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to russia was excluded from the t h group of countries, and the u. s. and the e u. impose strong economic sanctions over a year. but put in a stuck to his course governing in an increasingly authoritarian manner. he has quite a protest against his policies. russian opposition, members live in fear me, hold 2 skins, spend 10 years in prison and was then sent into exile. batteries himself was murdered in front of the kremlin. alexi, nev only was poisoned, he recovered, and is now in prison. the kremlin actively supports anti democratic movements across europe. russian hacker is attempt to influence elections. in russia, putin is regarded by many as the eternal president. he is held on to power through 4 controversial elections. and in 2020 he changed the constitution allowing him to
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rule even longer was that. 0 vladimir putin took over his country at a difficult time. but he's leaded with an iron hand. and now that you can, is thrust europe into an unprecedented crisis. you're doing stroke grain, and they're back now with the russian affairs. i miss constantine exit and wellness . and in studio d, w g international editor, richard, walk constantly and i'd like to go to you 1st. a lot has been written about president 149, his time as a kid you these by, during the cold war in your view will how much does that shape him? and president fulton's worldview? well, morning, not so good morning for the speaking. i think that's the 1st essential thing is not to describe the reason why it was never spite the case would be with a huge political police organization in which only one director of the 1st chief
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directors was actually occupied with spying. but you never served in it. the actually seemingly aspired to go. but he was sent to east germany, the g d r. as an officer for a different director under the cover of director of the russian cultural rather than the cultural center in germany. and it seems that his, his occupation was to watch the internal german opposition and to probably monitor the activity of the saw the person that was patient that was there was, i would like to remind you with a 1000000 strong saw the contingent army confusion stations of germany, so i suppose that the k g b as such of course influence. it was the time when he thought he's going to make a fantastic area because being a k b officer was extremely prestigious in in the soviet union gave you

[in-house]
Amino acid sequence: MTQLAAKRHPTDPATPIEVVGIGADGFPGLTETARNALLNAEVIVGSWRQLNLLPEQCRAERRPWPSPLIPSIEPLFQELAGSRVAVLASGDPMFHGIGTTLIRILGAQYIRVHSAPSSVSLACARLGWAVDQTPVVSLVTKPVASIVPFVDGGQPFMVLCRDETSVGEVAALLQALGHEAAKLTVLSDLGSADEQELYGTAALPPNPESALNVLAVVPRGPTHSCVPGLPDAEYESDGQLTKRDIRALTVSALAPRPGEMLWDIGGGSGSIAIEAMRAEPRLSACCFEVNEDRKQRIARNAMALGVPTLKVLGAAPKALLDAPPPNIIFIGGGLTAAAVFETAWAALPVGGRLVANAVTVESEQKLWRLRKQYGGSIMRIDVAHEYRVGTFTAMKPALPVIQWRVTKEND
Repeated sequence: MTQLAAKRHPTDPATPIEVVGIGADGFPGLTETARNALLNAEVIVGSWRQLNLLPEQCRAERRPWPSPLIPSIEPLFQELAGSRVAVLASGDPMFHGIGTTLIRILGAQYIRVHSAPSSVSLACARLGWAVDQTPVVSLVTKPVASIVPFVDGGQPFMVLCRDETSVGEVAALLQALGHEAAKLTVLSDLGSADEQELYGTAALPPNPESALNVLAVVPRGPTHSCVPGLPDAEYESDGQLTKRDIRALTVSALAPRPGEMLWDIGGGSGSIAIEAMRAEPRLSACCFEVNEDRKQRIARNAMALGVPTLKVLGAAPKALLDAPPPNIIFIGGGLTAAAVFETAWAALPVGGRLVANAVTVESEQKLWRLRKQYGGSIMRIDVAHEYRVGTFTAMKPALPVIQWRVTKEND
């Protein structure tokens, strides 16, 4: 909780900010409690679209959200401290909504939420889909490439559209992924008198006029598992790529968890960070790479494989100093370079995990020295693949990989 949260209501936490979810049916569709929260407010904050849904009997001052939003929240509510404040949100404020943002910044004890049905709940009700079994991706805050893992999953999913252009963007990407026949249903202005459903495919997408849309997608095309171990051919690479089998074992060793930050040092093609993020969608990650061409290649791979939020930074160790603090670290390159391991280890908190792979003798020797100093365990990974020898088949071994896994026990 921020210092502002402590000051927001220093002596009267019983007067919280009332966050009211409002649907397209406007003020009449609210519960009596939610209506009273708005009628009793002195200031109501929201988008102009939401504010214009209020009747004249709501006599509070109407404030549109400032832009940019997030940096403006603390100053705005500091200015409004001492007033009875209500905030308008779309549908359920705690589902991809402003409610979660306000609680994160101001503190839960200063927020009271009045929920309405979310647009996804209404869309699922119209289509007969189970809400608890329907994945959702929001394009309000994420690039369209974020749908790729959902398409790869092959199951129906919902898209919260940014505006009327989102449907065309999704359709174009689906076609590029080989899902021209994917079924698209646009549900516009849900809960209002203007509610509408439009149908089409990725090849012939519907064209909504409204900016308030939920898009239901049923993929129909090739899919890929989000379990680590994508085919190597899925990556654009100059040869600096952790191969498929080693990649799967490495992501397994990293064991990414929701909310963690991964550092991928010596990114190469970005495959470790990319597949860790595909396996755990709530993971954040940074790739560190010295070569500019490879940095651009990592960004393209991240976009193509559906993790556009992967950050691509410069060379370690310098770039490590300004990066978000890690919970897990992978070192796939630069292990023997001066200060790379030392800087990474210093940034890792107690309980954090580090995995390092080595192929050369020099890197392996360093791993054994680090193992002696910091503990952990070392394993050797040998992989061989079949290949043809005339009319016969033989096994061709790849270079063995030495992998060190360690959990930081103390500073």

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a lot of perks about additionally huge power people would tear you if you were a kid to be agent, so each of the offices, so i think that this impacts it him hugely. and his desire, if you wish to have this power on said power intimidating power is very much part of the i think k to be thinking another thing that's important and full disclosure i said 3 yes and translator for the sort of met their mission released. i was doing just my national army service, but of course, because of my job, i've seen quite a few people, the key to the right. and what actually characterize them is a belief in conspiracy theory. and secondly, this understanding that this argument doesn't work,
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but it doesn't work because people do not have enough sausage. you put the sausage back in the shops for some private enterprise and you can run it. wonderful. and i think that the cynical view of the, of human nature, actually another important thing to understand. i'd like to go back to the point that you made about power. and i'd like to tie that in with what present fortune has said in the past. he has said and just play that report as well. he has said that the collapse of the soviet union was a tragedy for all russians. so what you're saying is that this is not so much about russian pride, but bus no power for president fulton. well definitely and actually he used an even stronger term. he called the collapse of the soviet union, the biggest, your political capacity of the 20th century. and i think that it's true that he is on how to look. thing is that occasion the office.
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so i was always brought up on this saying, i think there's risky, the founder of the check and see or to get from the way that the page of the office is the security sense of all the knights in shining of the revolution. and that breeds this understanding all on the one hand you belong to the elite organization, or the other hand you fulfilling the national destiny. putting that to flight into one thing. it is essentially yes, him because he is defending a noble cause. and it is pretty much indistinguishable personal power and conviction, but also to stay on the line like to talk to you, richard, just based on what konstantin was saying and going back to the point that you were making about. he wants ukraine to be, in a sense, observant to him and to go back to the time before 2014. when i was,
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let's just say within the russian fold, it was at least pro russian in many ways up. how do you see the current situation in light of that and the fact that for president putin personally power and national pride conflating to one yet will it's been really interesting to watch what vladimir putin has been saying during the course of this week as well. so it's been a week after the 10th with events, of course, but at the beginning of the week, he made this extraordinary address to the nation at the time where he announced this was the 1st intensification of the crisis this week that he was recognizing these breakaway regions of eastern ukraine as in japan states. and the speech that he gave was really and it would be fascinating to hear some constant 100 take on it as well. but it was an hour, long 7 and a half 1000 words in the least translation. and it took this historical sweep in an